STOCKHOLM, Sweden — According to the SIPRI Military Expenditure Database 2015, the United States in 2014 approved $609.9 billion in defense budget authority (fiscal year 2014 dollars). This number accounts for 34% of total global military spending.
This number accounts for 34% of total global military spending.
This figure includes funding for the Pentagon base budget, money allocated for the Pentagon in the Overseas Contingency Operations fund, and defense related activities in the 050 budget function.
It also includes Dept. of Energy-administered atomic energy defense activities.
The figures were accumulated by the Stockholm International Peace Research Institute (SIPRI).
Far above potential adversary
The 34%of total global military spending puts the United States far above any potential adversary. The next closest country, China, comes in at $216.4 billion, or 12% of total global military spending.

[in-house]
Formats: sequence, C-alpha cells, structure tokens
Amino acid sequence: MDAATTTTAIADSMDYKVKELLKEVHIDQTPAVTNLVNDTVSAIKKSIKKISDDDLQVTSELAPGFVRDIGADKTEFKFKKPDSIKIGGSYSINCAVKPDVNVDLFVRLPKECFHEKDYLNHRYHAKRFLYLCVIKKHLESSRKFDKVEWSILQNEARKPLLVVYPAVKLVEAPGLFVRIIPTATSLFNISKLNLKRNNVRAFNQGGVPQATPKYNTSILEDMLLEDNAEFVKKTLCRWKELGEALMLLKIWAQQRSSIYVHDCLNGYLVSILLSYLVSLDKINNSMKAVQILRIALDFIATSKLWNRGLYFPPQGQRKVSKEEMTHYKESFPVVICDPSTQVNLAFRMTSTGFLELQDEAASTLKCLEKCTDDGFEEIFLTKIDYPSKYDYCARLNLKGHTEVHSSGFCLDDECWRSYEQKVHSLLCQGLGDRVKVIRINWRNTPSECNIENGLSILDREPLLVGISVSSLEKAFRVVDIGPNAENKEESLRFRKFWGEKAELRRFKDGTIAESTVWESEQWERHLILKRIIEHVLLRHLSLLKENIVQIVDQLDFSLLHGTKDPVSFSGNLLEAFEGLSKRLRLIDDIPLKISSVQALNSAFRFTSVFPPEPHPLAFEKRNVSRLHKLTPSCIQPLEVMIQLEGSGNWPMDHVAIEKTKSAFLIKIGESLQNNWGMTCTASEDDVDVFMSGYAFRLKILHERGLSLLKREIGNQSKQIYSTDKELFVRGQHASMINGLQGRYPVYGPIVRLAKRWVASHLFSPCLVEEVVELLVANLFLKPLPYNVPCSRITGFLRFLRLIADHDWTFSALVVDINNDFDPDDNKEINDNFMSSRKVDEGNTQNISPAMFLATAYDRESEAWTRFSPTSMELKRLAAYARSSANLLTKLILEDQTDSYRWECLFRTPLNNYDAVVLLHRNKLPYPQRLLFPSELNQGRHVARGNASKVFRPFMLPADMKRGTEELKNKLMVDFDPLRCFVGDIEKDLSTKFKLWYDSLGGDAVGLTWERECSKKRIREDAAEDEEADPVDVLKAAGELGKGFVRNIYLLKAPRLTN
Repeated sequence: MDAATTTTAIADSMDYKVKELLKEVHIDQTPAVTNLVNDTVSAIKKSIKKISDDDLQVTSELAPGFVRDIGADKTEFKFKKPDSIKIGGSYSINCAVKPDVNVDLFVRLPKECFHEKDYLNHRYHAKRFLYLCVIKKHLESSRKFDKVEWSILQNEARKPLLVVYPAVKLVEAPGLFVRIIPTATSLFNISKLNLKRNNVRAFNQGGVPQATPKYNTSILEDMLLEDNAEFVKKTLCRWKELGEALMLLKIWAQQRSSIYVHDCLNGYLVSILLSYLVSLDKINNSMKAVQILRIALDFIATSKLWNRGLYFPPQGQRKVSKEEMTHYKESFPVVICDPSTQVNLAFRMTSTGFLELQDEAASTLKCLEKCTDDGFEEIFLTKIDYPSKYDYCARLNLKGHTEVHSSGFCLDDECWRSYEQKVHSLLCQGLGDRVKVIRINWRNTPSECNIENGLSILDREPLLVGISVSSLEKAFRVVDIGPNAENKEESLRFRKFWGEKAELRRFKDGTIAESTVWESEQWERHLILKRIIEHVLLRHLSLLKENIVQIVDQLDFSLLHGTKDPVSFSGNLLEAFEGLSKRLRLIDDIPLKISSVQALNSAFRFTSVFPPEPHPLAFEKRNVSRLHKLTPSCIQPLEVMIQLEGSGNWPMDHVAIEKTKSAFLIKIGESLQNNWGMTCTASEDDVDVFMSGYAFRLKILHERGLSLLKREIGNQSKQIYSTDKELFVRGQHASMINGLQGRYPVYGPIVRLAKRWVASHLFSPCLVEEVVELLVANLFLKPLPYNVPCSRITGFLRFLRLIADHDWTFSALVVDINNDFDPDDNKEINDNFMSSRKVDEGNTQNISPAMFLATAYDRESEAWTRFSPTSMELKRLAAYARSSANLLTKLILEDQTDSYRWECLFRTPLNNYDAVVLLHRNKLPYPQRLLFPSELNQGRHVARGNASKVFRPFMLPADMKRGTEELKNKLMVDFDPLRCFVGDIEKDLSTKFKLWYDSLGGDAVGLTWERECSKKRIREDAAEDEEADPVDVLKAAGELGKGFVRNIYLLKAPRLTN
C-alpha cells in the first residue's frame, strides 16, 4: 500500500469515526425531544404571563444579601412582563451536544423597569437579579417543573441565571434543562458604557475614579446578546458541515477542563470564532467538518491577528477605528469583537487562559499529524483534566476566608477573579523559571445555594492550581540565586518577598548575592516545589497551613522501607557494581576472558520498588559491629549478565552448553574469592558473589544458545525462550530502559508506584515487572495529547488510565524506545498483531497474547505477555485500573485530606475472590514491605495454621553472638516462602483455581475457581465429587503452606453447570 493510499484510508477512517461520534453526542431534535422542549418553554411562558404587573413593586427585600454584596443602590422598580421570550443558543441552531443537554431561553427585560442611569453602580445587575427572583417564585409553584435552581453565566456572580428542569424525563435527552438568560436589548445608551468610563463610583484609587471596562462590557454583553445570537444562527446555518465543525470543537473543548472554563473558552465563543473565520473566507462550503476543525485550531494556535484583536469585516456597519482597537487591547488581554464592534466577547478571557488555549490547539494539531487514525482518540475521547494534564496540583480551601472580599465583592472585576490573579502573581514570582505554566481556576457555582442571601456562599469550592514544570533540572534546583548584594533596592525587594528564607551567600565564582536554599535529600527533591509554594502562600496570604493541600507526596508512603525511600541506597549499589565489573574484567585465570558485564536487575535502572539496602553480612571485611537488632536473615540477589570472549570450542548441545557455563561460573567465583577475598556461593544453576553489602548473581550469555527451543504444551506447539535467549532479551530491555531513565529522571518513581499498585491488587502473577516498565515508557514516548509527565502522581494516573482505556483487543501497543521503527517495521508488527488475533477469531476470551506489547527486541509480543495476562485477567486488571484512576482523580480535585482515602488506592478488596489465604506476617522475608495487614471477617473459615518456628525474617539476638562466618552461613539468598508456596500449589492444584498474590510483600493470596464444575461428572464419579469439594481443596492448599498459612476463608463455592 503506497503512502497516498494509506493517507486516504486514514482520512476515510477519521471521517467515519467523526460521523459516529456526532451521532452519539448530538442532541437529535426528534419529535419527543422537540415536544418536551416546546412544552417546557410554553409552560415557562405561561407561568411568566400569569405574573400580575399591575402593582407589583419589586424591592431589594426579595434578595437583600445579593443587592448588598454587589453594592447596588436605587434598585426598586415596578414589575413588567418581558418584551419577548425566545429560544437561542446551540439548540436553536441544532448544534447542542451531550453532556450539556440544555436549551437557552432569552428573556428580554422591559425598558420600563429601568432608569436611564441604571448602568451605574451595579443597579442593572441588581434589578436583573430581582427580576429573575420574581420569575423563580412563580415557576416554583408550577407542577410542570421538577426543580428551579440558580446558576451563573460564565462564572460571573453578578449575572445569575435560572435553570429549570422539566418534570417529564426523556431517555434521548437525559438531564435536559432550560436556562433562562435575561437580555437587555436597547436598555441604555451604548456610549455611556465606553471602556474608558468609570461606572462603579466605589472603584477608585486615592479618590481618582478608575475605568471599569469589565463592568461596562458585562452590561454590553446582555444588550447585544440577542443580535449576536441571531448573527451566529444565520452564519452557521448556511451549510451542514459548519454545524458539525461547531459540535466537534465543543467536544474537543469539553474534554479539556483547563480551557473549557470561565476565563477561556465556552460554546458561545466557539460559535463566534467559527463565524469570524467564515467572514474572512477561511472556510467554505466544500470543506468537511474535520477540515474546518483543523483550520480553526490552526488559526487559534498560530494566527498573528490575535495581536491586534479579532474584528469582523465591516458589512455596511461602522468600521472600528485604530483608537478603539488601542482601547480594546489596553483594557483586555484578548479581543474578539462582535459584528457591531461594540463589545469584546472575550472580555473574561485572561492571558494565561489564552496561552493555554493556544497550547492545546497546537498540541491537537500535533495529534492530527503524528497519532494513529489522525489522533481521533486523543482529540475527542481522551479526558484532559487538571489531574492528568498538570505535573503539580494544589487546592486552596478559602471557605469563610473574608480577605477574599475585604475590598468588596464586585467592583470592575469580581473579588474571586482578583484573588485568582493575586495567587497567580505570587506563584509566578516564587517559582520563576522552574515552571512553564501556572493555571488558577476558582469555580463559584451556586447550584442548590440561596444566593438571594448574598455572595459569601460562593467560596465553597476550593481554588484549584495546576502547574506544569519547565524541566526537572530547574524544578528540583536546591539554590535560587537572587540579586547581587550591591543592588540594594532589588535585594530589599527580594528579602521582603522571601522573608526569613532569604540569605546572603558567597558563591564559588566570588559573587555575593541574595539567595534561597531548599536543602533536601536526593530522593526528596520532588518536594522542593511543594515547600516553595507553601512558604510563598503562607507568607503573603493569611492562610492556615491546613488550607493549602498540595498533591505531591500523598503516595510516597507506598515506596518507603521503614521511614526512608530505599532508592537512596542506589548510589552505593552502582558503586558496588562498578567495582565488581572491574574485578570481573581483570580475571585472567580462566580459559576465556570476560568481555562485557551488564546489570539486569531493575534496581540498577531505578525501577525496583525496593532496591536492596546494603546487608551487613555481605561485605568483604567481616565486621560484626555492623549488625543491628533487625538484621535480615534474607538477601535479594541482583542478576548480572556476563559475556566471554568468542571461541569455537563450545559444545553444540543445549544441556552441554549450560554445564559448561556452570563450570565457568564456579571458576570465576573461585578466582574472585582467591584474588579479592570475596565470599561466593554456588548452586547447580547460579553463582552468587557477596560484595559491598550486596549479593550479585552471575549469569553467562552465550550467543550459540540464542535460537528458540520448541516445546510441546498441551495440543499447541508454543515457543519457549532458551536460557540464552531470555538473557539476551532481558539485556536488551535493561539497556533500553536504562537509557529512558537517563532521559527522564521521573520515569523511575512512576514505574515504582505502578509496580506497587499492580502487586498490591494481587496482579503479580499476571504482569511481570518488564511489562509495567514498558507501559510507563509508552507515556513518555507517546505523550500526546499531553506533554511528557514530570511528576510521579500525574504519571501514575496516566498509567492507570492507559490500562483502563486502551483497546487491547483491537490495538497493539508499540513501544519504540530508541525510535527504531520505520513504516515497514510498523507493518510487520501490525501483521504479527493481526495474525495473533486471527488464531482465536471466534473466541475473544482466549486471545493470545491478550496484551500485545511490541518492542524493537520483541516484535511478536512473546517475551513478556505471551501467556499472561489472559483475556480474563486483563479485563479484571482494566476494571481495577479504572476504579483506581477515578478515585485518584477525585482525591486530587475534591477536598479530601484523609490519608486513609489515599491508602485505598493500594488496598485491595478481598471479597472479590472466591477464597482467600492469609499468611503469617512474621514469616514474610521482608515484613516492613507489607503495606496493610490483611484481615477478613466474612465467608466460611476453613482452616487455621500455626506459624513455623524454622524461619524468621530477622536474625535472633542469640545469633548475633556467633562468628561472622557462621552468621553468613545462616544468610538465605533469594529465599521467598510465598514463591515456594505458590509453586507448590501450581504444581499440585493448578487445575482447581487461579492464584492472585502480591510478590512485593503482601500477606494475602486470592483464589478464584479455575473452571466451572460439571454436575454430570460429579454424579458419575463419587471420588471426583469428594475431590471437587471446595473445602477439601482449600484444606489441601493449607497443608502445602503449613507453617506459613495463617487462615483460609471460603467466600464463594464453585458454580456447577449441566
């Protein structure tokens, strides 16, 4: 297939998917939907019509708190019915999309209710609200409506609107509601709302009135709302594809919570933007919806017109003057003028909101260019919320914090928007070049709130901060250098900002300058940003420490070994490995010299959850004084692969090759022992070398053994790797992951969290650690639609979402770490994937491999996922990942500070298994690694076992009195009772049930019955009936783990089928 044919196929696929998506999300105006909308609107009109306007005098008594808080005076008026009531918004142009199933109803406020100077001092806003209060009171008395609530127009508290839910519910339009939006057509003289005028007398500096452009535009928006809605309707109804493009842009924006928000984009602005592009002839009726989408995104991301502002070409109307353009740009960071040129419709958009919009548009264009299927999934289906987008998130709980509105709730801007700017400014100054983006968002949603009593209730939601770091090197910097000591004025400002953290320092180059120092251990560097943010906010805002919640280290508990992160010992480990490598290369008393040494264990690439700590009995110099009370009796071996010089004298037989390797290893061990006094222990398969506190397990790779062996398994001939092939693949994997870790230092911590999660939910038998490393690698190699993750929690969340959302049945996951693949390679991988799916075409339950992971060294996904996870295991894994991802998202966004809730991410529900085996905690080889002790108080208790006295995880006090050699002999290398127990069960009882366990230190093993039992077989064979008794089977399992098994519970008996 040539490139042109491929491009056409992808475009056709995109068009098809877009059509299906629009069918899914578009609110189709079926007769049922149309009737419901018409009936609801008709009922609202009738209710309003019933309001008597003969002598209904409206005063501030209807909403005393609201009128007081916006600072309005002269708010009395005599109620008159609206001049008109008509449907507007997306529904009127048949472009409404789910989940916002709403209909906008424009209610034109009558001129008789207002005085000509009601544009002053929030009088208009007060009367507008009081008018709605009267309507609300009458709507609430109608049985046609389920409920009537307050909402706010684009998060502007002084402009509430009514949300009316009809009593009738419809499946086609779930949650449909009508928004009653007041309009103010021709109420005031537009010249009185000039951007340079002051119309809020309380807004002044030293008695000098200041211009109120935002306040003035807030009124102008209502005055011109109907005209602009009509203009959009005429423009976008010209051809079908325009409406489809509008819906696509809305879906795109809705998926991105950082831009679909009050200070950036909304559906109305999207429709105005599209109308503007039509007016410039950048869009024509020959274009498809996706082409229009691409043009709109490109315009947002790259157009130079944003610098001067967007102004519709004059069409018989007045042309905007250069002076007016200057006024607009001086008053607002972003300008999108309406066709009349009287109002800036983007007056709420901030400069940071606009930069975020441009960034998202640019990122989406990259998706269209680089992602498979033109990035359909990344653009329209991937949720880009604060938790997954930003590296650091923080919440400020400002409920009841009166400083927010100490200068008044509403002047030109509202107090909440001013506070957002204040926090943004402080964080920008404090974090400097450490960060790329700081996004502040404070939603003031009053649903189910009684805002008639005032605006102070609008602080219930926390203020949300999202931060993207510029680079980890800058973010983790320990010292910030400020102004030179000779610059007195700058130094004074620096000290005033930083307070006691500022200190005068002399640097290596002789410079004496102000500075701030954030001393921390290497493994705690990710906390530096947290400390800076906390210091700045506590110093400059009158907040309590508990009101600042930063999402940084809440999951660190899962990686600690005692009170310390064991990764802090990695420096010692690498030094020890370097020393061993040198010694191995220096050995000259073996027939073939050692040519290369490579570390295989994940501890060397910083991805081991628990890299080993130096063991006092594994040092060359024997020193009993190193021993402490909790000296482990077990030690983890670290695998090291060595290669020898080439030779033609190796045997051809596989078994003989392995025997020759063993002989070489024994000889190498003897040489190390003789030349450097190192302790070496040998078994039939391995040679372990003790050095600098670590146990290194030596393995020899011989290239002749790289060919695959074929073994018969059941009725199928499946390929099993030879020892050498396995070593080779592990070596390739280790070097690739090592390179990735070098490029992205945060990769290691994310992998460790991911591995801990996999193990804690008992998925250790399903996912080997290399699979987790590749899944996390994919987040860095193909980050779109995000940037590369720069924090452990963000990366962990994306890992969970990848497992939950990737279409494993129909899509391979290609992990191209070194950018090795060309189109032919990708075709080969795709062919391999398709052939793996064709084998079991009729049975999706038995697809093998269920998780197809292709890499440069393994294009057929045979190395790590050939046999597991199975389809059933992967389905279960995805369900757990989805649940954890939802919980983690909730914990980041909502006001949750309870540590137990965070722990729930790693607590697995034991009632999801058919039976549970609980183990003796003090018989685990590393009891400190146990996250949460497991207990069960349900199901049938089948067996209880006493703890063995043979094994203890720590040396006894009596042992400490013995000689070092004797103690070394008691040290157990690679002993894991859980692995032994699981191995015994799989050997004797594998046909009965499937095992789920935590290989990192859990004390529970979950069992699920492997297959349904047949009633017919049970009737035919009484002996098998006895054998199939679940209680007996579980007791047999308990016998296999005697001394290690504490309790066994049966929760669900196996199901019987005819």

The United States spends nearly three times as much on defense as China, and more than seven times what Russia spends.
Last year, the United States spent more on defense than the next seven countries combined, five of which are allies.
While U.S. spending is down since peak expenditure in 2010, the total defense spending for 2014 was only $11 billion less than in 2006, when the country was fully engaged in two wars overseas.
Countries of Interest
- Afghanistan ($0.27 billion)
- Australia ($25.4 billion)
- Brazil ($31.7 billion)
- Canada ($17.5 billion)
- China ($216.4 billion)
- France ($62.3 billion)
- Germany ($46.5 billion)
- India ($50 billion)
- Iran (NA)
- Iraq ($9.5 billion)
- Israel ($15.9 billion)
- Italy ($30.9 billion)
- Japan ($45.8 billion)
- Jordan ($1.3 billion)
- Libya ($3.3 billion)
- North Korea ($0.83 billion)
- Oman ($9.6 billion)
- Pakistan ($8.5 billion)
- Russia ($84.54 billion)
- Saudia Arabia ($80.8 billion)
- South Korea ($36.7 billion)
- Taiwan ($10.2 billion)
- UAE ($22.8 billion)
- United Kingdom ($60.5 billion)
- United States ($609.9 billion)
- Venezuela ($5.6 billion)
- Yemen ($1.7 billion)
SIPRI points out that there is no agreed-upon international definition for “defense expenditure.” Many countries count spending differently and, in some cases, a lack of transparency makes it difficult to estimate expenditures, according to SIPRI.